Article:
Te Ara’s resource researchers and writers regularly visit the Alexander Turnbull Library and use the collections of research libraries like the Hocken Library and Macmillan Brown Library.

We also source artworks and archives from galleries in the four main centres, as well as regional galleries like Timaru’s Aigantighe Art Gallery.

It is always a pleasure to showcase the collections of New Zealand galleries, libraries and archives on Te Ara. We hope that you enjoy the images, films and sound files in these new entries and join us in thanking all the librarians, archivists, curators, technicians and collection managers who make these resources available.

Sad stories and slightly creepy dolls

Material Histories conference 2012

Late last week several Te Ara staff attended the Material histories: antipodean perspectives symposium. This was a joint conference with Massey University and Te Papa, with a focus on material culture – objects and their stories.

Poignant stories and not necessarily aesthetically pleasing dolls were key to a number of the papers, as the presenters looked at museum objects and archive collections in different ways to unpack the powerful stories that objects had to tell about their makers, users and keepers.

The centenary of the First World War is fast approaching and many of us here at Manatū Taonga – Ministry for Culture and Heritage and many other organisations are busy beavering away at projects to remember and memorialise the stories of soldiers and civilians alike. Curator Kirstie Ross and historian Kate Hunter spoke about taking a fresh look at the objects of the First World War. Kirstie told the story of Dorothy Broad, a woman who made a woollen doll in the likeness of her fiancé, Thomas Wyville Rutherford, a soldier in the First World War. Patriotic Dorothy crafted a number of dolls for fundraising purposes and also incorporated her fiancé’s regimental badges and buttons into the doll she kept for herself. Her fiancé died of influenza just before the armistice, while Dorothy, who never married, lived into old age. On Thomas’s death she was given parts of his uniform, which she kept for the rest of her life, along with regimental badges and buttons, which she turned into mourning jewellery.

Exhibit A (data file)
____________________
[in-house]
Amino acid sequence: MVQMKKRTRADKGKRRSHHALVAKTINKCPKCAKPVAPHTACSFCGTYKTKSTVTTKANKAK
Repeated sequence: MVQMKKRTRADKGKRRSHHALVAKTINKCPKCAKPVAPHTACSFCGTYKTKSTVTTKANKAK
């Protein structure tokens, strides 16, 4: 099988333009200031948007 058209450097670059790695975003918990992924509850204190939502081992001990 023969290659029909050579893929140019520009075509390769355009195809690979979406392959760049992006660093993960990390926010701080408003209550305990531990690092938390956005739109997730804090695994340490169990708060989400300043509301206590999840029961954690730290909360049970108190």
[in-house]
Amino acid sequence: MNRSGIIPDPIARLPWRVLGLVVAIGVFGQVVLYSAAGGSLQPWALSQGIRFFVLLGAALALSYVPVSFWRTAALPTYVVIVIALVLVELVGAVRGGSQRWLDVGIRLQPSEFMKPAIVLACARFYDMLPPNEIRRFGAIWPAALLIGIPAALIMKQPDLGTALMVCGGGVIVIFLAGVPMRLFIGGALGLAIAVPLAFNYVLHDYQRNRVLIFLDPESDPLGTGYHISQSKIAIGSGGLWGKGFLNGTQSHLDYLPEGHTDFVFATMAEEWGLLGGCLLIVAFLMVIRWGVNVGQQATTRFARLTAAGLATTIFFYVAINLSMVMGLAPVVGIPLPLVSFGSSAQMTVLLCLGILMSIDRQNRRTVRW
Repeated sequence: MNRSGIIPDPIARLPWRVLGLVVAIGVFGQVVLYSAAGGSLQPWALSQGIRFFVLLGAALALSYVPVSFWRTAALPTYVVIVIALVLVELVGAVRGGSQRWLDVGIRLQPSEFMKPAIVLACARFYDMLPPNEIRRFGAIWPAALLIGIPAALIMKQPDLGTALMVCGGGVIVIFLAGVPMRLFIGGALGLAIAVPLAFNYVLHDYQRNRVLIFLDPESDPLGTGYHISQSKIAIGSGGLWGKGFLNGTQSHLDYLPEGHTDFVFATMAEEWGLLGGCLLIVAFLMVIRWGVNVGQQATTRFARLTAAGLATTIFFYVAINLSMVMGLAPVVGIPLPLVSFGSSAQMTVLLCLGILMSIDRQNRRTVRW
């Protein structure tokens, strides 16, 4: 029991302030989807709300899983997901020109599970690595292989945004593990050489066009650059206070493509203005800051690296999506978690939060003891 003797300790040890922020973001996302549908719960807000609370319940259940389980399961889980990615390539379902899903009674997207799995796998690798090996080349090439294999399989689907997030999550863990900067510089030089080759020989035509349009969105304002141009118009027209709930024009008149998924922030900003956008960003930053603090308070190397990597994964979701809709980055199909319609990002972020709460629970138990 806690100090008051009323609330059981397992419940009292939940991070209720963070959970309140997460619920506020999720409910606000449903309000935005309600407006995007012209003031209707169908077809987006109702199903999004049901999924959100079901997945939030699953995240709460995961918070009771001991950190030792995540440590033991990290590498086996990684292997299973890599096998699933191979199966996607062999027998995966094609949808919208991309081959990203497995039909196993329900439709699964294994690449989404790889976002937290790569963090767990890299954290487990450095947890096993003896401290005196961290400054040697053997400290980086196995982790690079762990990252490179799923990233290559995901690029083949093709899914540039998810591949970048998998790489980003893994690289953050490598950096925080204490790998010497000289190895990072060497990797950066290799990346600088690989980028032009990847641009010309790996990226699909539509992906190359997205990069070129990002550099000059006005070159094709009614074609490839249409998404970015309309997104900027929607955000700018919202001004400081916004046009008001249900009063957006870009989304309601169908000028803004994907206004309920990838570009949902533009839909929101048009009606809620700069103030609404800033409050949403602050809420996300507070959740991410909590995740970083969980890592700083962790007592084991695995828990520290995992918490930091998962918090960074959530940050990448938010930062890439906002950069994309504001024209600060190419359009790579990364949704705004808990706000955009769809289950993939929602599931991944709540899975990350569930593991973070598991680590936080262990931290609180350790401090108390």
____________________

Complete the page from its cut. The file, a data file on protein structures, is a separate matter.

Georgina White also held the audience in thrall (although we just knew it wouldn’t have a happy ending) with her presentation about the Hawke’s Bay Museum and Art Gallery archives. The story of a young artist, sent from England to New Zealand for his health, was gently revealed through family papers, sketches and paintings from the archive. These vividly told of family connections and the importance of letters as a way of maintaining relationships when separated by distance. His parents were set to arrive in New Zealand a year after his departure from England, to rejoin their now hopefully healthy son. But, tragically, his parents arrived too late to see him again.